“This was absolutely a wakeup call,” says Kelly Brunt, talking about the 2002 disintegration of a Rhode-Island-sized section of the Larsen Sea Ice Shelf in Antarctica. Why should we care about the opinion of this woman speaking to the PBS Newshour? Well, for starters, she’s a glaciologist for the Goddard Spaceflight Center at NASA and the University of Maryland’s Earth System Science Interdisciplinary Center (ESSIC). Her research includes studying Antarctic ice shelves and the histories of glaciers.
Also, Brunt and many other scientists are currently observing a recently discovered crack in the shelf which could lead to the “calving” of a section the size of Delaware. In fact, members of the British Antarctic Survey at the Halley VI research center were evacuated in late February because of the shelf’s history of instability.
Devastating events like hurricanes Katrina and Sandy, the massive 2016 floods in Louisiana, the major droughts in California (and their attendant wildfires), even the rewriting of all the record books with highest temperatures ever last year haven’t been enough of a wakeup call for most Americans. So maybe state-sized blocks of ice cracking away from glaciers will do the trick.
According to Brunt and others, there’s no doubt about the greatest contributing factor in the accelerated calving and the new fissure: global warming. And the greatest contributing factor in global warming? Greenhouse gases from human activity. Any debate about that, in the parlance of 2017, is a fake debate. The certainty (and research) of thousands of scientists worldwide supports the human activity model, and debate at this point only contributes to slowing the availability of remedies that we need yesterday.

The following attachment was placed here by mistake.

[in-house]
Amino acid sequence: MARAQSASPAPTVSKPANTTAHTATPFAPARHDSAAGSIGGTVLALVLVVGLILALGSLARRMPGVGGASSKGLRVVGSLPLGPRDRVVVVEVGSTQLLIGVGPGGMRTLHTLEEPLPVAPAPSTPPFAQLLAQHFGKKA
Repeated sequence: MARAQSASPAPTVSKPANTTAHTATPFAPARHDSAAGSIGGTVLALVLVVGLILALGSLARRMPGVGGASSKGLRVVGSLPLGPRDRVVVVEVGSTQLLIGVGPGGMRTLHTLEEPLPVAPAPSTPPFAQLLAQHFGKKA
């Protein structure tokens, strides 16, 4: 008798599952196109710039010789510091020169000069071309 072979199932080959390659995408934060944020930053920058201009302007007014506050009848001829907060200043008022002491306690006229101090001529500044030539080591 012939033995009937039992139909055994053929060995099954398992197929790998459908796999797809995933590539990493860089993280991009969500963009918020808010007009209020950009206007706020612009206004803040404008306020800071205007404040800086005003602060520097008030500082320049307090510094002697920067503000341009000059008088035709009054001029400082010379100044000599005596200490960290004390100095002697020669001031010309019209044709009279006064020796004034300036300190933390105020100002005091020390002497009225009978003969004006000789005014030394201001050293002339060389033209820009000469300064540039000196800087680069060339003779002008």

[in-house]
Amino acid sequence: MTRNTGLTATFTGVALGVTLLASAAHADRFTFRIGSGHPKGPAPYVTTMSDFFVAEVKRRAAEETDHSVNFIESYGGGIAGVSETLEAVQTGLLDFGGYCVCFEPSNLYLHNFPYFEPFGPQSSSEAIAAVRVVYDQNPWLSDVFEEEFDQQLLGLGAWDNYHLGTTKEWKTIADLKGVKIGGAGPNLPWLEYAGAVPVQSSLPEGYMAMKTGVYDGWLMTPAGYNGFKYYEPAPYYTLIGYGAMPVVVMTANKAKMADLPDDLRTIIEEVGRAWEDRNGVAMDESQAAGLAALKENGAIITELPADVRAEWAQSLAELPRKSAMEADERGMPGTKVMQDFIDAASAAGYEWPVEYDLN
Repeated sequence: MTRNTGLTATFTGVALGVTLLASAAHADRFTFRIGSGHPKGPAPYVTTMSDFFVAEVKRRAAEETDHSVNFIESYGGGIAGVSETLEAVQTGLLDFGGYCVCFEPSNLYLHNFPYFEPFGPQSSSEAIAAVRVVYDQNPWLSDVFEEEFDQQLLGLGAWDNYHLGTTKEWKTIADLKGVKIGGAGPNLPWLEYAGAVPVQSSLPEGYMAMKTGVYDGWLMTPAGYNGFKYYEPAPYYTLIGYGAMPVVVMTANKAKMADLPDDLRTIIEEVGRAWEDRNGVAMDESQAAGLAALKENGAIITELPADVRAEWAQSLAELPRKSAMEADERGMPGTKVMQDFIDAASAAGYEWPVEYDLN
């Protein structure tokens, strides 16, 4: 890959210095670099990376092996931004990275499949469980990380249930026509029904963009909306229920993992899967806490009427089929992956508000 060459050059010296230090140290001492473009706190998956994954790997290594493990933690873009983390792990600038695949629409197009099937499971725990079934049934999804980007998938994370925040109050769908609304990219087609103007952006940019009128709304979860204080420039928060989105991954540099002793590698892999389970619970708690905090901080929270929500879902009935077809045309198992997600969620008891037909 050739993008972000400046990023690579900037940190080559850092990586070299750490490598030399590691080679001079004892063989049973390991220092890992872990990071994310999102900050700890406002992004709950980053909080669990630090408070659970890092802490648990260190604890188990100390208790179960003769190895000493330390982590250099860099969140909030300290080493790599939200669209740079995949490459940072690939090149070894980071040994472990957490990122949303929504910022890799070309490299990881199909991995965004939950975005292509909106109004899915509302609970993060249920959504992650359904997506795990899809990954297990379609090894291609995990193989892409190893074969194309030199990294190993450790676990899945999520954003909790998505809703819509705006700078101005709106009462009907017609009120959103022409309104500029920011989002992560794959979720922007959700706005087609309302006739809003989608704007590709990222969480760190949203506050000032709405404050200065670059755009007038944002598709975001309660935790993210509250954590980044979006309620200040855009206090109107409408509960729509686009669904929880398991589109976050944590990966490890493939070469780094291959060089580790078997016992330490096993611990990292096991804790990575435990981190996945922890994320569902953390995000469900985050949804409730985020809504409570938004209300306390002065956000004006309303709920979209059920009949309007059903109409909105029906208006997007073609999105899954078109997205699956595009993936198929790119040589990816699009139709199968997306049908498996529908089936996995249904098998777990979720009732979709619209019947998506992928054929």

Whether it’s a strange deathwish, blinding avarice, or a combination of the two, fossil fuel companies have chosen to continue expanding drilling and mining as if nothing were happening. Except, of course, they have launched massive PR campaigns touting how many jobs they “create” and how shiny and happy their workers are. Notice that they never use the words “climate change,” much less “global warming.” It’s gaslighting (no pun intended) of the worst kind.
There’s a popular mentality that accepts mutually assured destruction in global warming, and the parties involved are both American. It’s as if yielding to renewable energy advocates (and science itself) would represent a defeat so great that death—for both sides of the issue—would be preferable.
Instead, apart from politics, we ought to look at the big picture in the story the Earth is trying to tell us. Anyone can do this. Extreme weather—floods, droughts, Category 5 hurricanes, and all-time-record-breaking high temperatures—combined with melting, cracking glaciers that shock top glaciologists. What do these images, these realities, tell a human being who for a few minutes puts aside their political party line?
My upcoming novel, ULTIMATE ERROR, is about the human factors in natural and unnatural disasters. How do our errors we contribute to the tragedies, how do we respond in their midst, and how do we deal with the aftermaths?